DT 26355

Daily Telegraph Cryptic No 26355

A full review by Crypticsue

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BD Rating – Difficulty ***Enjoyment **

When I had finished this crossword, taking twice as long as usual to do so(but still relatively quickly), I wasn’t sure whether I had really enjoyed the process or not. It turned out that I wasn’t the only one – comments ranged from ‘lacklustre’, ‘no pleasure’, and ‘boring’ to it being a ‘typical Saturday puzzle’. I tend to solve the puzzle on a sort of automatic pilot as, if I think about analysing what the type of clue is, I have trouble concentrating on the solving process; so don’t think about this until I do the review and my conclusions about this puzzle are given at the end.

Please leave a comment telling us what you thought. You can also add your assessment by selecting from one to five stars at the bottom of the post.

Across

1a    Timely way to go (9)
CLOCKWISE – following the direction of the hands on a clock.

9a    These men and women can be found in force (6)
POLICE – The force here are the men and women employed to maintain law and order.

10a    Impulse to do some light criminal work? (9)
PYROMANIA – this impulse is the criminal urge to set light to things.

11a    There’s nothing afoot (6)
UNSHOD – People and horses with no shoes on are said to be this.

12a    Bird changes quality of sound (9)
TURNSTONE – This bird, related to the plover and sandpiper, and named for its habit of turning over pebbles to fine food – TURNS (changes) TONE (sound quality).

13a    Place restriction on stock movement (6)
TETHER – to rope or chain cattle within certain limits.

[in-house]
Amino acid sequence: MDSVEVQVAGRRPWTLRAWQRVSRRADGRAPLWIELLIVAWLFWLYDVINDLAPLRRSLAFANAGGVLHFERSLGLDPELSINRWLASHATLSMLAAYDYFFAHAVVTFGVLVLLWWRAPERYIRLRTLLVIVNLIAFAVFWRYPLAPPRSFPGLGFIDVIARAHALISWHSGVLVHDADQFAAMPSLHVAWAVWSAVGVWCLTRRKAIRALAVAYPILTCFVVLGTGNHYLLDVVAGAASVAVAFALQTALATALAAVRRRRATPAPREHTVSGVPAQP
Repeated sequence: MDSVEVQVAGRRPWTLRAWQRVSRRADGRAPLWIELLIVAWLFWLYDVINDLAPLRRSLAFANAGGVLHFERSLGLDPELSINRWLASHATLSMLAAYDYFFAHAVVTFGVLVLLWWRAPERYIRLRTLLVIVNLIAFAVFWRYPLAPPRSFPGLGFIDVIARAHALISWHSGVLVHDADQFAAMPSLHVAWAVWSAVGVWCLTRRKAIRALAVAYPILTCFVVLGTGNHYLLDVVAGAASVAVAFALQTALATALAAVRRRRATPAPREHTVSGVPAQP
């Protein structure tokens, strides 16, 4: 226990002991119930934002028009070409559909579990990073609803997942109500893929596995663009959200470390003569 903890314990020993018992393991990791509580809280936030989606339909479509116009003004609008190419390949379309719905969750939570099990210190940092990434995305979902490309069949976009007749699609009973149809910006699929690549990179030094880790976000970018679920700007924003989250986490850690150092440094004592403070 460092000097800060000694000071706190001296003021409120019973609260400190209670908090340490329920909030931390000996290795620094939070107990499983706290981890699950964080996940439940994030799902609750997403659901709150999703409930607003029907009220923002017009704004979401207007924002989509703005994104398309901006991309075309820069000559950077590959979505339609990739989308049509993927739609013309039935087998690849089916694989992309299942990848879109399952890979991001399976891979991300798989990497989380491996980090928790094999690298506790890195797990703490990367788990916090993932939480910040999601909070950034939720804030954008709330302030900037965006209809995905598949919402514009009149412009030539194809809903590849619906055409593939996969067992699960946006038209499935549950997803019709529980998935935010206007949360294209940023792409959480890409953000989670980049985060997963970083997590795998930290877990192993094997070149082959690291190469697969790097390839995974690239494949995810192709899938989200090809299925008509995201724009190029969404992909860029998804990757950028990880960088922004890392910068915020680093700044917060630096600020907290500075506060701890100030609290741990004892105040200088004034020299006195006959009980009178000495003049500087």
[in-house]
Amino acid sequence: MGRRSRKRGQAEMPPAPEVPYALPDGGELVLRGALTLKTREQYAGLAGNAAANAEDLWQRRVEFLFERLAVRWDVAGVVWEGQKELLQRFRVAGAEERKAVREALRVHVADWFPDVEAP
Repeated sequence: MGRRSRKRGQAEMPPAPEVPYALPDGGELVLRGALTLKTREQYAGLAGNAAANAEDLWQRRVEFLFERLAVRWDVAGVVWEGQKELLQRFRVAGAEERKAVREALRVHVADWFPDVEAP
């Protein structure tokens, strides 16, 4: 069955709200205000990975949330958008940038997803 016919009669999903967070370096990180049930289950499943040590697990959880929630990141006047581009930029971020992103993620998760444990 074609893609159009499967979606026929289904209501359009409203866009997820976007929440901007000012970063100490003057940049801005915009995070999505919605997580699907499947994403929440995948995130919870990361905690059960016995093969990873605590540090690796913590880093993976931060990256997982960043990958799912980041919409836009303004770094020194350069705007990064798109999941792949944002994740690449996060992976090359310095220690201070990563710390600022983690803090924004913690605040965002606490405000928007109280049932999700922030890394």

17a    Not all appear to notice (3)
SEE – Three of the four letters of a synonym for appear – SEE(M) – create another synonym this time for notice in the sense of observing.

19a & 20a    Considered studying telepathy (7,7)
THOUGHT READING – A charade of THOUGHT (considered) and READING (studying)

21a    Finished fast? (3)
ATE – If you had finished fasting, having abstained from food completely, you would be keen to eat. Finished indicates the past participle is required so the solution is ATE.

23a    Be bold perhaps having aimed high (6)
LOBBED – Today’s first anagram (perhaps) BE BOLD produces the past participle of a word meaning to aim a ball high over an opponent’s head.

27a    Locals at home holding a wild person (9)
BARBARIAN – Crosswordland has many useful short words relating to inns, pubs etc. Here the local is a BAR. Locals indicates that you need two of them so BAR BAR. An A then goes inside (holding) IN (at home). Chambers does not go so far as to call BARBARIANS wild, merely without taste or uncivilised.

28a    Carry on again about birds on the way back (6)
RESUME – A synonym for carry on or begin again is made up of RE (again) and a reversal of EMUS.

29a    Tea in Lima splashing armour (5,4)
CHAIN MAIL – Knights of old wore armour made up of CHA (tea) and an anagram of IN LIMA (splashing). Obvious what the answer had to be but several people struggled to sort out the wordplay on the day.

30a    Get acquainted with position — the map’s right (6)
ORIENT – To determine the position of relative to fixed directions, is also another way of saying Eastern, and a map usually has the East on its right hand side.

31a    One of the fraternity’s forenames rewritten (9)
FREEMASON – An anagram of FORENAMES (rewritten – one of the clearest anagram indicators ever!) produces a member of a secret fraternity.

Down

2d    Amateur excluded from plan (6)
LAYOUT – Non professional people, particularly members of the Clergy are referred to as LAY. If you are excluded, you are OUT, put them together to produce another way of saying plan.

3d    Go in confused by commanding officer speaking softly (6)